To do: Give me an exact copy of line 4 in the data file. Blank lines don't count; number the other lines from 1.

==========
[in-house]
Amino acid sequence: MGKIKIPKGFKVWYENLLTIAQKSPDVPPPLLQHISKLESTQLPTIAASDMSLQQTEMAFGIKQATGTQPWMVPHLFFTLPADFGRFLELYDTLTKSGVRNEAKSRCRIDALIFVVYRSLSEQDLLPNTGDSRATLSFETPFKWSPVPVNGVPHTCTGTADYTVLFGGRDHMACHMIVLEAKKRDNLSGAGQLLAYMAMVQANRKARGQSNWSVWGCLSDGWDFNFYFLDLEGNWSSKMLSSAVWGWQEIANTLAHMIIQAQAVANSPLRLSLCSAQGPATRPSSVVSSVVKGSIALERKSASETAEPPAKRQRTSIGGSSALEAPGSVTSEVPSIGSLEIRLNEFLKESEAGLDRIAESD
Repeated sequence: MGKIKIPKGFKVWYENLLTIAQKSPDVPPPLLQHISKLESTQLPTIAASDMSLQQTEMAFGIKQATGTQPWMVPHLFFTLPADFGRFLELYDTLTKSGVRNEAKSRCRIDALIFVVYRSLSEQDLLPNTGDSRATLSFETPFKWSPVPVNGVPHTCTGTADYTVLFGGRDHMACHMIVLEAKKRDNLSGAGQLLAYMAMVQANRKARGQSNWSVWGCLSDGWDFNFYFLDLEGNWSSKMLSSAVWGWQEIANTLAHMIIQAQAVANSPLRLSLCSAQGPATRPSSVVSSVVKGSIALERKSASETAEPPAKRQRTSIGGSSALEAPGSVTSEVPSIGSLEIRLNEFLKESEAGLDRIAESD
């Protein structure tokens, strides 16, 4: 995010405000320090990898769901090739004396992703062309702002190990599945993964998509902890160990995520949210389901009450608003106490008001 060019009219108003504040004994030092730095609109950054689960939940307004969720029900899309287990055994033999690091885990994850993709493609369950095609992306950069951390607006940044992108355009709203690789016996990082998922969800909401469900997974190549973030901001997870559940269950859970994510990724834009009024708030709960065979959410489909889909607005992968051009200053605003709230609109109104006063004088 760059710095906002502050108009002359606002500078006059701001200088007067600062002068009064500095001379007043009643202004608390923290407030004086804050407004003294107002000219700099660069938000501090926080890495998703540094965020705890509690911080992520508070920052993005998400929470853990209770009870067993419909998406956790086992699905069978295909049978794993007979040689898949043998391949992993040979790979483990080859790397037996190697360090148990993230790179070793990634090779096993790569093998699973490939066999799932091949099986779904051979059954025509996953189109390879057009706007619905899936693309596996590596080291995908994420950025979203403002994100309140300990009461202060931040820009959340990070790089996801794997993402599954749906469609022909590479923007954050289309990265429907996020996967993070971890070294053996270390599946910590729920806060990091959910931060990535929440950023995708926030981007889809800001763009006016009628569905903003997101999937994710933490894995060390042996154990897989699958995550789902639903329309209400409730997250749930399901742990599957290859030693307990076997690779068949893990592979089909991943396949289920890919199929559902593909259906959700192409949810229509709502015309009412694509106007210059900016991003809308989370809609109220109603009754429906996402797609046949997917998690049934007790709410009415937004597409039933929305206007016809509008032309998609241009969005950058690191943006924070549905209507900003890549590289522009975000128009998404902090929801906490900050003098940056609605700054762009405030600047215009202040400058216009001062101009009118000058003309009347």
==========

């Protein structure tokens, strides 16, 4: 995010405000320090990898769901090739004396992703062309702002190990599945993964998509902890160990995520949210389901009450608003106490008001 060019009219108003504040004994030092730095609109950054689960939940307004969720029900899309287990055994033999690091885990994850993709493609369950095609992306950069951390607006940044992108355009709203690789016996990082998922969800909401469900997974190549973030901001997870559940269950859970994510990724834009009024708030709960065979959410489909889909607005992968051009200053605003709230609109109104006063004088 760059710095906002502050108009002359606002500078006059701001200088007067600062002068009064500095001379007043009643202004608390923290407030004086804050407004003294107002000219700099660069938000501090926080890495998703540094965020705890509690911080992520508070920052993005998400929470853990209770009870067993419909998406956790086992699905069978295909049978794993007979040689898949043998391949992993040979790979483990080859790397037996190697360090148990993230790179070793990634090779096993790569093998699973490939066999799932091949099986779904051979059954025509996953189109390879057009706007619905899936693309596996590596080291995908994420950025979203403002994100309140300990009461202060931040820009959340990070790089996801794997993402599954749906469609022909590479923007954050289309990265429907996020996967993070971890070294053996270390599946910590729920806060990091959910931060990535929440950023995708926030981007889809800001763009006016009628569905903003997101999937994710933490894995060390042996154990897989699958995550789902639903329309209400409730997250749930399901742990599957290859030693307990076997690779068949893990592979089909991943396949289920890919199929559902593909259906959700192409949810229509709502015309009412694509106007210059900016991003809308989370809609109220109603009754429906996402797609046949997917998690049934007790709410009415937004597409039933929305206007016809509008032309998609241009969005950058690191943006924070549905209507900003890549590289522009975000128009998404902090929801906490900050003098940056609605700054762009405030600047215009202040400058216009001062101009009118000058003309009347």